At a time when many other European economies are showing some growth, output in France’s manufacturing and service sectors is contracting. Unemployment is rising, with a quarter of those under age 25 jobless. A recent report showed an uptick in manufacturing, but the country has a long way to go to make up for the declines of the recent past. … Disenchantment with the EU is now sweeping France. The mainstream parties, where the official position has long been supportive of the EU, are challenged to be more skeptical. The liberal political philosopher Pierre Manent writes that “life for European citizens is determined more and more not by the familiar national debate … but by the outcome of a European process that is much less comprehensible.” This simple truth – that most people are unfamiliar with and thus cannot relate to the forces that govern their lives – has been the theme that Le Pen and her comrades have hammered at mercilessly, finally catching the popular mood.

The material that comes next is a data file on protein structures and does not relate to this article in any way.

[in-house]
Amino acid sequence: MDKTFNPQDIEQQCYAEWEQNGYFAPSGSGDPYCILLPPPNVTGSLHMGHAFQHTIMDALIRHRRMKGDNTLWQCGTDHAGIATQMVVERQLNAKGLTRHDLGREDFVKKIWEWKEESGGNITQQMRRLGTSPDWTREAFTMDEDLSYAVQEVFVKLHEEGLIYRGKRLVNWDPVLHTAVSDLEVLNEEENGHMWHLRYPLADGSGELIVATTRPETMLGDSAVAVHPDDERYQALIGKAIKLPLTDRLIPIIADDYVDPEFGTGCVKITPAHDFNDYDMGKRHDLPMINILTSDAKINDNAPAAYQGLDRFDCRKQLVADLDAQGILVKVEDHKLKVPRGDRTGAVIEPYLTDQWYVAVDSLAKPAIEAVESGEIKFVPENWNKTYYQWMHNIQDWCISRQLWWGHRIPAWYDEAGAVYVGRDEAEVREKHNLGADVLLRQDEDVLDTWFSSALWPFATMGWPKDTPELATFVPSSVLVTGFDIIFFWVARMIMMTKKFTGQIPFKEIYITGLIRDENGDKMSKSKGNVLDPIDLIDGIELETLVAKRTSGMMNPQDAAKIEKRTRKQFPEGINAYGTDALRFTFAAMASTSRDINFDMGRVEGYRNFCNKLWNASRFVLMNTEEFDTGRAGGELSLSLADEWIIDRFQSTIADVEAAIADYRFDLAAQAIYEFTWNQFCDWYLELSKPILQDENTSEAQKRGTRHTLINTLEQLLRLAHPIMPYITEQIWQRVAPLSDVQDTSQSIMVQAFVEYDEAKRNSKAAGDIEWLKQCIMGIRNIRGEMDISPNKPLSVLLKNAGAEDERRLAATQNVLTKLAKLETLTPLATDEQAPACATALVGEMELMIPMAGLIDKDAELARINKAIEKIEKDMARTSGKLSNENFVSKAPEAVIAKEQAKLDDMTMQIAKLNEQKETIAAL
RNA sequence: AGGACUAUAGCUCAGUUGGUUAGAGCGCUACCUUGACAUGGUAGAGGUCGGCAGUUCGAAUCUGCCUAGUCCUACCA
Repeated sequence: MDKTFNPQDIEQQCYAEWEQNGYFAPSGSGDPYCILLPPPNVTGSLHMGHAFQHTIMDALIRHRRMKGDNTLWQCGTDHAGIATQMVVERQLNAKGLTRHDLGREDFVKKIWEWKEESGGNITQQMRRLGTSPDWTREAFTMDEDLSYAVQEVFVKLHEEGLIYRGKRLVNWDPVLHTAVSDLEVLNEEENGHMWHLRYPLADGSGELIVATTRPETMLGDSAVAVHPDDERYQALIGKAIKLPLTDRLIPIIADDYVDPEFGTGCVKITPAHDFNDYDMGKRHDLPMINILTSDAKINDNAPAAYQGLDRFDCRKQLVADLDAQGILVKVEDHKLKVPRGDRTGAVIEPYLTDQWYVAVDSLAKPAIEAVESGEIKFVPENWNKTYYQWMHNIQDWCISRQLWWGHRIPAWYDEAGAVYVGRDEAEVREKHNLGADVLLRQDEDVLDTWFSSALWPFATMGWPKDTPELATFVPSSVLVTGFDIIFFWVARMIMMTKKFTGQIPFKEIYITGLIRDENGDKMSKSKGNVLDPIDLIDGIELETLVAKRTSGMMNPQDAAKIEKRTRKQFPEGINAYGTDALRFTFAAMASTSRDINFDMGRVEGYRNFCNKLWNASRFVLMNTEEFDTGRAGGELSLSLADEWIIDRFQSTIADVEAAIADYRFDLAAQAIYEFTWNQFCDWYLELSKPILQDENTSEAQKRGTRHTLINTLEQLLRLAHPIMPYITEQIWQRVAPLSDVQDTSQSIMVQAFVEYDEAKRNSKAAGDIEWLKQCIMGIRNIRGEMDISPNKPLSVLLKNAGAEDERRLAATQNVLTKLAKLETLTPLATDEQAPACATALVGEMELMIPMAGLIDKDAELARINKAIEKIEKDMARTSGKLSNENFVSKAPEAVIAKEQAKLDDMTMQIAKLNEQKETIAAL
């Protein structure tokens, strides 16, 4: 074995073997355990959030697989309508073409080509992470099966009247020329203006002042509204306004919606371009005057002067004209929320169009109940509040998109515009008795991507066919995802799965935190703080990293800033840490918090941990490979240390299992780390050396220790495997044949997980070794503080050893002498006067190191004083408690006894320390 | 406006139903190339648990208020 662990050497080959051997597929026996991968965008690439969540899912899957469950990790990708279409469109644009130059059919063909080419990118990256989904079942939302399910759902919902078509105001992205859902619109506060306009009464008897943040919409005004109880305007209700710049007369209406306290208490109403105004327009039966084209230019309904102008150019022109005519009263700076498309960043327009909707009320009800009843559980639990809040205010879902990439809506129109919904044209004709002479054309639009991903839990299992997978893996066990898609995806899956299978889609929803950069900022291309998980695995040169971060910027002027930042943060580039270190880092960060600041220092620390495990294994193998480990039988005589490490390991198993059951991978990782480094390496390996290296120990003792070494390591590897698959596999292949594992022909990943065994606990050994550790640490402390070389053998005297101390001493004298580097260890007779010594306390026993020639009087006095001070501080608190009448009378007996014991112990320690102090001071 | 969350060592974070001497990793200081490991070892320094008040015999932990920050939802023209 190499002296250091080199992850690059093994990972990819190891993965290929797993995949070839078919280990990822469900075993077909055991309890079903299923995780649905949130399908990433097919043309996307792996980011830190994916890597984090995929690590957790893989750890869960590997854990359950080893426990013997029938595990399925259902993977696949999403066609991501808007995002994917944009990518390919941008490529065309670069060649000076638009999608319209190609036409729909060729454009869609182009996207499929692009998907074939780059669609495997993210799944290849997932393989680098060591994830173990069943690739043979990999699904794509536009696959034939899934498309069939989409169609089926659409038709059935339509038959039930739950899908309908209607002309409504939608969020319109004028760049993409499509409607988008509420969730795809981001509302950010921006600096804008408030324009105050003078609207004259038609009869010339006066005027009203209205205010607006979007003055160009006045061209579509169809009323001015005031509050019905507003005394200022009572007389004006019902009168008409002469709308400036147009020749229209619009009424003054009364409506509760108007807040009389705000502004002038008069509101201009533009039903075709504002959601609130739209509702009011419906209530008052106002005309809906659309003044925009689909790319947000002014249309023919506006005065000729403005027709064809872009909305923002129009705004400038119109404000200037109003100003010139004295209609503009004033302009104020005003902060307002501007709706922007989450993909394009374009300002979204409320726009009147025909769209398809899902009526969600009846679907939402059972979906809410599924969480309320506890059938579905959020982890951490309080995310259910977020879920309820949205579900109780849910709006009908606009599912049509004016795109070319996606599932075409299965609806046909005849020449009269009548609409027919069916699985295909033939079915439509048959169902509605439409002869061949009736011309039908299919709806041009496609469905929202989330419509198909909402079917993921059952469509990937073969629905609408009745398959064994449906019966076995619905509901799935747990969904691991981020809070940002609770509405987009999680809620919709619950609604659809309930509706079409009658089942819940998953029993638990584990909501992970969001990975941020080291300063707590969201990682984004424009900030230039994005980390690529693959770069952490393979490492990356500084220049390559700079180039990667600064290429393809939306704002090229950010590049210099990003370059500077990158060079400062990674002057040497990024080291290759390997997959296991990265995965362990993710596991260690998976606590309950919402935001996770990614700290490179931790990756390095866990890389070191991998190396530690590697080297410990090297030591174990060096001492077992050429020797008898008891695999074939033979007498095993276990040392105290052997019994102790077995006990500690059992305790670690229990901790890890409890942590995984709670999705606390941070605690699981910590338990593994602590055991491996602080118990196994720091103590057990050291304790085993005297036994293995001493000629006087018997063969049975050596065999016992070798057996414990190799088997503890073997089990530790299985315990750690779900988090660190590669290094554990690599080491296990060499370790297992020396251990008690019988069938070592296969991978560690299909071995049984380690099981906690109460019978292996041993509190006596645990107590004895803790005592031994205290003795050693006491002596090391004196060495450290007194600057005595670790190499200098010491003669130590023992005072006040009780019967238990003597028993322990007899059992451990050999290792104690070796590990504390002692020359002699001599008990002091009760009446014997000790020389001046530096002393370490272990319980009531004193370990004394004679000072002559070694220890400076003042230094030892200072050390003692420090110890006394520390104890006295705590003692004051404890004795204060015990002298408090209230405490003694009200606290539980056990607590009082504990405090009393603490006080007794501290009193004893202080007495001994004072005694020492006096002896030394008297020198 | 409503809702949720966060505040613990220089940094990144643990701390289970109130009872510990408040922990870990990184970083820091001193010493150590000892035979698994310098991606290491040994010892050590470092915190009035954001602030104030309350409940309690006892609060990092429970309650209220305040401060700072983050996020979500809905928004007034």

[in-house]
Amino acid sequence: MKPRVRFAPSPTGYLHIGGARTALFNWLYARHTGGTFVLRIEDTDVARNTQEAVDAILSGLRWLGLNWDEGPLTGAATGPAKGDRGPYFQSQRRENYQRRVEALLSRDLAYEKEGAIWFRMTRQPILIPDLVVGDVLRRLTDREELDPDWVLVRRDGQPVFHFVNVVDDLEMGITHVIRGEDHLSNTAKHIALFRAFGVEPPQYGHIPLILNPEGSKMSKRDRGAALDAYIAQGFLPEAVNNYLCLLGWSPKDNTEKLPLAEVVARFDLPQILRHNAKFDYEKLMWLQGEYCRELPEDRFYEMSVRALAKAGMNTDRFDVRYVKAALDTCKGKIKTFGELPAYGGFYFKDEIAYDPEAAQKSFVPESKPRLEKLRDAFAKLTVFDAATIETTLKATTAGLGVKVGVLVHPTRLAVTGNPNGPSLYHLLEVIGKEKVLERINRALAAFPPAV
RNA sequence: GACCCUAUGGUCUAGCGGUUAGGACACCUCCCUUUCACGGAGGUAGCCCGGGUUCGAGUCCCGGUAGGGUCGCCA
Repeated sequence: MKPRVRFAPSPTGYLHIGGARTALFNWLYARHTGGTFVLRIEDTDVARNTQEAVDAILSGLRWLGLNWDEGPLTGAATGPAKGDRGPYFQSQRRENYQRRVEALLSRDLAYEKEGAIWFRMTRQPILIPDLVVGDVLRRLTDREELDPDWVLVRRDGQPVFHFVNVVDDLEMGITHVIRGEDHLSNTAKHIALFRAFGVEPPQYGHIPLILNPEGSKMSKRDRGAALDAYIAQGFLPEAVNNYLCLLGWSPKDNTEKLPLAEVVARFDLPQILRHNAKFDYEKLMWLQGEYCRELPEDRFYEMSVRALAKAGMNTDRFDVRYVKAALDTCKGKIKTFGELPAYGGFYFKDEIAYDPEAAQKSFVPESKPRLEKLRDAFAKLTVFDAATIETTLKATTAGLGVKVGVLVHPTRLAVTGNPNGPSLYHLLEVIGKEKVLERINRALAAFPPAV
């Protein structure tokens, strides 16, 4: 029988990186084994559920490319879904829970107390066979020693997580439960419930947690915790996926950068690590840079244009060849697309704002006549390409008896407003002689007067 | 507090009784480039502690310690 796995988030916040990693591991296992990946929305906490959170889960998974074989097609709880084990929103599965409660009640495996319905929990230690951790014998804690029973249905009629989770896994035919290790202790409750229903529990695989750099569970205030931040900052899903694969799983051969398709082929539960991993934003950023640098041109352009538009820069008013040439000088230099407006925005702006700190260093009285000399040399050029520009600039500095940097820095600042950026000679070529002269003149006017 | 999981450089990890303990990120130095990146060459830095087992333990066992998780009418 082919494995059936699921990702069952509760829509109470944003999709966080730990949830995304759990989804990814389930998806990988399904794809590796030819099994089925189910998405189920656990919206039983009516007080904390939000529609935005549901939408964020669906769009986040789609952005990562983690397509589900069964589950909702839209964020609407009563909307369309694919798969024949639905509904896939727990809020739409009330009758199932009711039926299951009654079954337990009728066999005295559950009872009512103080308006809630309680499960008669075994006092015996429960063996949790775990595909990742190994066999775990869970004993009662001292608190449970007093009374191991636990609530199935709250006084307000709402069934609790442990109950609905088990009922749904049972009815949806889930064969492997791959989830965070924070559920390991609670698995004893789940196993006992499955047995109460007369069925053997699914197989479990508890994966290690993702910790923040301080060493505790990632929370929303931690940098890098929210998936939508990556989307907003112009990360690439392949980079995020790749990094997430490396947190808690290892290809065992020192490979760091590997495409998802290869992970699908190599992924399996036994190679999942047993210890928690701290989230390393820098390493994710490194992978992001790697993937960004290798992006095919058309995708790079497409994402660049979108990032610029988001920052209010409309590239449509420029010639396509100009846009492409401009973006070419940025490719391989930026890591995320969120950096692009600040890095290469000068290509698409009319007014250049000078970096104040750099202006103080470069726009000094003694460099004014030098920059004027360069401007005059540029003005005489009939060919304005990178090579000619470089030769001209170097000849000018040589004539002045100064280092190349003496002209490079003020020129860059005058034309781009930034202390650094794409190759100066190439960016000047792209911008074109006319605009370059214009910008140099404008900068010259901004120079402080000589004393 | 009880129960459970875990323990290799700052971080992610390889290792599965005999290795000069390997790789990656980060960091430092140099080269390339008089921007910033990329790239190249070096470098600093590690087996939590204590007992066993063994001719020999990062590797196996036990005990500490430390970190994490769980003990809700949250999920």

Andrew Stuttaford looks ahead:
The next thing to watch will be the elections to the EU parliament scheduled for late May. On some projections, the National Front (which is, not so incidentally, committed to taking France out of the euro) will come top in the French vote , which would be another sign that economic incompetence and the stifling Europhile consensus of the EU’s establishment is not only radicalizing increasing numbers of voters, but leaving them with few places to turn other than to parties that were pariahs just a few years ago.